FC16: The Impact of Disease on Early Civilizations

Agriculture and cities brought many changes, but not all of them were good.  Two things in particular led to problems: irrigation and domestication of animals.  The problem with irrigation was that it was transforming a naturally hot and dry environment into a hot and wet one.  This brought with it a number of water-borne parasites native to the area, such as the blood fluke that causes Schistosomiasis by burrowing into the skin, entering a new larval stage (schistosomula), then migrating to the liver or lungs, where it matures into the adult form.  The overall effect for a society heavily infected with such diseases was a lethargic peasantry unable to produce as much or fight as well against invading enemies.

The second, and more dramatic effect came with the domestication of animals and the subsequent frequent contact with them, because microbes for infectious diseases the animals carried often mutated into forms that were lethal to humans.  There are at least 26 diseases we share with poultry, 35 with cattle, 42 with pigs, 46 with sheep and goats, 35 with cattle, 50 with horses, 65 with dogs, and even 32 with rats and mice who typically live in close proximity with humans. The first outbreaks of any of these diseases were often catastrophic, since people had no prior exposure to them and thus had no chance to develop immunities.

The rise of cities was both good news and bad news in this respect.  The good news was that the more concentrated populations made possible by cities meant that despite the huge mortality, at least a small percentage of the population could survive and develop resistance to the new disease.  The bad news was that the civilization would be more vulnerable to attack by enemies.

In the long run, two things helped populations to develop at least partial immunity to diseases.  One was that natural selection favors people with natural resistance to the disease, so they can pass that resistance on to future generations.  By the same token, natural selection favors organisms less lethal to their hosts so that they don’t have to keep looking for new hosts in order to survive.  Therefore the more lethal strains of a disease will typically reach a dead end, literally, when it has killed off all its potential.  After six generations or so, a population was able to adapt enough to keep damage from new outbreaks of a disease from doing too much harm.  Oftentimes, the disease becomes a chronic, but less lethal “childhood” sickness that, once people have had it, usually as children, they are immune to any recurrence.  Even in their less lethal chronic state, such diseases can have dramatic effects in three ways.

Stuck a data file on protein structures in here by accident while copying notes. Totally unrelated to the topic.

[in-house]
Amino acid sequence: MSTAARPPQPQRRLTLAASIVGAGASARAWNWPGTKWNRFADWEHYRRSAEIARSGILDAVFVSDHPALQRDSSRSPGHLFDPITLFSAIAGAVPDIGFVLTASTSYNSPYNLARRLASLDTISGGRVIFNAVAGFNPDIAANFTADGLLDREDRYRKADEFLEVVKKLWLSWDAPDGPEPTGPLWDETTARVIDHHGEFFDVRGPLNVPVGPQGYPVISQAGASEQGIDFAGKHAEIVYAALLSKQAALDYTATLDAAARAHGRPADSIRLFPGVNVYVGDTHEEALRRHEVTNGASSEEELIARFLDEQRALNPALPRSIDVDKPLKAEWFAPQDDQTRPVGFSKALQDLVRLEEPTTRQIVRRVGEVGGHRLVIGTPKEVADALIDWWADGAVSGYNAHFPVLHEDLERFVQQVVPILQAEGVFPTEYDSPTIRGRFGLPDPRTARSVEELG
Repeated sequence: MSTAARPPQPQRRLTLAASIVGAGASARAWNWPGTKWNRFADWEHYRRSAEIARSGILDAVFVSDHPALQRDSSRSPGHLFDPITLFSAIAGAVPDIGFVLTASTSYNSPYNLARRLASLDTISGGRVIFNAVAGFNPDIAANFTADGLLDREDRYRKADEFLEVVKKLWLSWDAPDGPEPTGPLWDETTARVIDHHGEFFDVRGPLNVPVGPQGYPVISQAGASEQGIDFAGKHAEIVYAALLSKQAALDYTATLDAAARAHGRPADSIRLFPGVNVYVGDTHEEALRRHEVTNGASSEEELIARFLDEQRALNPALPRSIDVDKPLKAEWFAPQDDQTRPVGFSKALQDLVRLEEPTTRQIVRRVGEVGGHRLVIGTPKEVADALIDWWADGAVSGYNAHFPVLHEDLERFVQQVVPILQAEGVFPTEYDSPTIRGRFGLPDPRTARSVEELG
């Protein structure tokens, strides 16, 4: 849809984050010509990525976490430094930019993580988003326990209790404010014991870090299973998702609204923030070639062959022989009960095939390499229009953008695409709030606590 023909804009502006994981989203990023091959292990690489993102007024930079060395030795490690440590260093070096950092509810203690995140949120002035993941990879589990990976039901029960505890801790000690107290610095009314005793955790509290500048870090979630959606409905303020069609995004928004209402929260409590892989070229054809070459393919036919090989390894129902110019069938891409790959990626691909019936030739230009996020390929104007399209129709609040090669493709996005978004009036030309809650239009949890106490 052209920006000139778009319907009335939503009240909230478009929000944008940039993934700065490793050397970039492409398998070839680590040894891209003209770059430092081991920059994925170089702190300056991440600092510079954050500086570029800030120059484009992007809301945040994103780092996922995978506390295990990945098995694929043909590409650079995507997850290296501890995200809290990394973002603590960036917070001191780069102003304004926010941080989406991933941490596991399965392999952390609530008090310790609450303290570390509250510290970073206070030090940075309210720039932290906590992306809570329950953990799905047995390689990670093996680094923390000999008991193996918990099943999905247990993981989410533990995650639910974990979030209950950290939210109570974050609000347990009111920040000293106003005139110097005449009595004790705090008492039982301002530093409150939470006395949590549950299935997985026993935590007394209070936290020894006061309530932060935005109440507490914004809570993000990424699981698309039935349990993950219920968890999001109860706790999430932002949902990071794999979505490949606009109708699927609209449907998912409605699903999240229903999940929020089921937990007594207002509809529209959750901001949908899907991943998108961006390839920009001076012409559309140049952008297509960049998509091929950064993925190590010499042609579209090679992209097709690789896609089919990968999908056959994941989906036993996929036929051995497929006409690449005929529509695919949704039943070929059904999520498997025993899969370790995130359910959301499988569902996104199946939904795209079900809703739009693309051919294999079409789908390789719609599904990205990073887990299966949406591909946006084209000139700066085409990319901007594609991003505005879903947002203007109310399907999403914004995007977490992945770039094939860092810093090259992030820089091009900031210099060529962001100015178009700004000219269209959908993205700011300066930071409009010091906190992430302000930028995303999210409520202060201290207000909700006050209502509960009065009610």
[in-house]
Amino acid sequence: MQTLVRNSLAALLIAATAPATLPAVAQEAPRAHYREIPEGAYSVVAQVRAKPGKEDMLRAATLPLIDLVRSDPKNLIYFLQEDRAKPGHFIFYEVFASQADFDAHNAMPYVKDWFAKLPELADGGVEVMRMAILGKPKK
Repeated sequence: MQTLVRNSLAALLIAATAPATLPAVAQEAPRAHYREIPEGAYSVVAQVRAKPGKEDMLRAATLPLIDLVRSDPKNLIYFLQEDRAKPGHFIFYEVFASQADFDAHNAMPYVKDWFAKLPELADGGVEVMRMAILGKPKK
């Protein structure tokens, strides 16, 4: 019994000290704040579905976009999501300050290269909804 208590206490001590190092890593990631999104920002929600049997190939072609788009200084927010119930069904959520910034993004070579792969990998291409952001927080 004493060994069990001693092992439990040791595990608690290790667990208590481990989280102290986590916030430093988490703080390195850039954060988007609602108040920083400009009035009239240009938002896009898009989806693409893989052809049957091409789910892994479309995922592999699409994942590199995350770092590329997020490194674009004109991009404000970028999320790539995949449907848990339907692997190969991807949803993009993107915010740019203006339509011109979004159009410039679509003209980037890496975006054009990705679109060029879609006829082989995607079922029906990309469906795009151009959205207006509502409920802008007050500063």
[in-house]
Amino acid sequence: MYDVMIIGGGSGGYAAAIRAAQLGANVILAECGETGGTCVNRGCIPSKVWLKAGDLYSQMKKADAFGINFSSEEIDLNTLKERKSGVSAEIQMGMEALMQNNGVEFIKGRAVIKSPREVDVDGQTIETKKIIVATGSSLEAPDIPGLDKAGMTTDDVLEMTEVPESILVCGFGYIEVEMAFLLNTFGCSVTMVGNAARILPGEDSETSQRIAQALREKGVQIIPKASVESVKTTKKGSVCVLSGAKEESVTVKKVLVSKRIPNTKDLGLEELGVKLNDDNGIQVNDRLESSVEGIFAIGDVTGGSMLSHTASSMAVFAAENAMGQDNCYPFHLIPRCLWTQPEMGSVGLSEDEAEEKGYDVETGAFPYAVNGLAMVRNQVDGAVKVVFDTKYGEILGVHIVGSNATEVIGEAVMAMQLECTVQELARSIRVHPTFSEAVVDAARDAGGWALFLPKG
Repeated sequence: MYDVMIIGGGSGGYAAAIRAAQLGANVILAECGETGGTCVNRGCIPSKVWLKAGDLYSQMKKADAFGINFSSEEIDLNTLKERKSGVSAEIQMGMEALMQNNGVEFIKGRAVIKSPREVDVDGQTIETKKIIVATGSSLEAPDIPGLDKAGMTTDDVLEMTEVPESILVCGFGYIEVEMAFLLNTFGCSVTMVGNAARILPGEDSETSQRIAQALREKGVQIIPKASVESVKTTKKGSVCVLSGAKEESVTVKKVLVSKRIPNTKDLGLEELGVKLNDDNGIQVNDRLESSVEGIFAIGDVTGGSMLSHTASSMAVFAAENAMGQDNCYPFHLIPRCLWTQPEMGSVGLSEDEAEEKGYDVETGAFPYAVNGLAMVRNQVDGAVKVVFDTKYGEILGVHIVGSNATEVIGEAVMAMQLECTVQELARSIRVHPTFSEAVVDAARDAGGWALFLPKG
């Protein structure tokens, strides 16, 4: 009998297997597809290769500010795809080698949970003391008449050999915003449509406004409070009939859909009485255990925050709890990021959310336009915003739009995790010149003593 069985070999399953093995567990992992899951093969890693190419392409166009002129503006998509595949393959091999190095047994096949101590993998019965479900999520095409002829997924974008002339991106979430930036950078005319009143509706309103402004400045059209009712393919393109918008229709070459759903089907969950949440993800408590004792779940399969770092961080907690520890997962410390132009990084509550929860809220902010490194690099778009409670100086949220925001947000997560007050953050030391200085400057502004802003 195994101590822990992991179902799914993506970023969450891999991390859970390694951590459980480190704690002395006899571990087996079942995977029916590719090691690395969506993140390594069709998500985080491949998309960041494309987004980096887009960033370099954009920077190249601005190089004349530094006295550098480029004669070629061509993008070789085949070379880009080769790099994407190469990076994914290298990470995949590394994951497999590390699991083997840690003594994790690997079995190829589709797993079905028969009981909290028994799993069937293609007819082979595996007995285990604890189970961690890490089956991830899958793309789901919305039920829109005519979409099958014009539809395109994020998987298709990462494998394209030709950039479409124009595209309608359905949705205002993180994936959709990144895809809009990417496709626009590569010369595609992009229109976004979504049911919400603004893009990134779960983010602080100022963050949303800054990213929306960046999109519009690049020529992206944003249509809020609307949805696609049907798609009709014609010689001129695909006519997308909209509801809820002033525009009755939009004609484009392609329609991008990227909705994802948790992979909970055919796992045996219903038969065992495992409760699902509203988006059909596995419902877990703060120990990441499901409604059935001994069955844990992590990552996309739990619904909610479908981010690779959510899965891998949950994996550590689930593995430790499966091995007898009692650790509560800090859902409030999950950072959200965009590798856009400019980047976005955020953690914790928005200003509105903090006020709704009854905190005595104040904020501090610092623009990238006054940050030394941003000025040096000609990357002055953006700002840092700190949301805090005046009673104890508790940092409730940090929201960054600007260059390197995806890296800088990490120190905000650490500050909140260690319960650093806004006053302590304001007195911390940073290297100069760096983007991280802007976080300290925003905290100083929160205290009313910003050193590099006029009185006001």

First of all, once adapted to a disease, a civilization could turn it into a lethal weapon, although usually unknowingly, since people didn’t understand what caused diseases until the 1800s. Still, people from a civilization could carry a disease to other previously uninfected populations, in particular nomads.  This would have one of two results.  Either it would virtually wipe out the nomads whose small populations could not sustain the disease long enough to adapt to it.   Probably the most dramatic instance of this happening was when Europeans brought infectious diseases, such as smallpox, to the Americas.  Within a century, as much as 90% of the Native American population had perished, mostly from European diseases.

On the other hand, the nomads might manage to adapt to the disease and eventually conquer the civilization.  The ability to sustain the necessary numbers might come from civilized women captured in raids who could pass on their immunity to their children.

A second effect was that even in their less lethal form, diseases would still kill some people in the cities.  Compounding this was the cramped and filthy living conditions typically found in pre-industrial cities.  Together these would often prevent cities from sustaining their populations through natural increase.  Therefore, people from the countryside and beyond that state’s borders would migrate there looking for job opportunities, and often finding them as a result of disease killing previous residents.  If something happened that drastically reduced the city’s population, there could be a sudden influx of foreign migrants who might replace the older civilization’s culture with their own.  A likely example of this was the takeover of Sumerian civilization by the foreign Akkadians, not by conquest by infiltration led by Sargon of Kish who held the position of cupbearer to the king.

Finally, there was the effect of civilized diseases on relatively isolated outlying villages that didn’t have the numbers to withstand the initial outbreak of a disease.  Such outbreaks would be less frequent, but when they hit, could be much more severe in their effects. An example of this was the American Civil War where big strong soldiers from the countryside died at a much greater rate from diseases than their comrades from the cities who had already been exposed to them and developed some resistance.